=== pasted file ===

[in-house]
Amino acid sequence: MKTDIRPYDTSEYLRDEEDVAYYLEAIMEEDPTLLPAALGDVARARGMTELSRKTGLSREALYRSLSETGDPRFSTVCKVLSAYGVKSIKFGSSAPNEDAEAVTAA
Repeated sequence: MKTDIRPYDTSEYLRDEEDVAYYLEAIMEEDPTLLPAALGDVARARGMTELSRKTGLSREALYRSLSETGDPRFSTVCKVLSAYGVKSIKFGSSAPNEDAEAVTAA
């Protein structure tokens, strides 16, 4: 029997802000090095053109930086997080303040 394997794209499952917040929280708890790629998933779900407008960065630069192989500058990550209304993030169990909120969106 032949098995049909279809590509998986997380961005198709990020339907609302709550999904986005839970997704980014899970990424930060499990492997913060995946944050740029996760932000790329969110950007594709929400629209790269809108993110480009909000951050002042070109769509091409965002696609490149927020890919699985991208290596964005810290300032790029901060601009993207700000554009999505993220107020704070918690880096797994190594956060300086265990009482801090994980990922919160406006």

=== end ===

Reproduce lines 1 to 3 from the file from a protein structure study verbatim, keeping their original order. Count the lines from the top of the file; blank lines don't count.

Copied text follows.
[in-house]
Amino acid sequence: MKTDIRPYDTSEYLRDEEDVAYYLEAIMEEDPTLLPAALGDVARARGMTELSRKTGLSREALYRSLSETGDPRFSTVCKVLSAYGVKSIKFGSSAPNEDAEAVTAA
Repeated sequence: MKTDIRPYDTSEYLRDEEDVAYYLEAIMEEDPTLLPAALGDVARARGMTELSRKTGLSREALYRSLSETGDPRFSTVCKVLSAYGVKSIKFGSSAPNEDAEAVTAA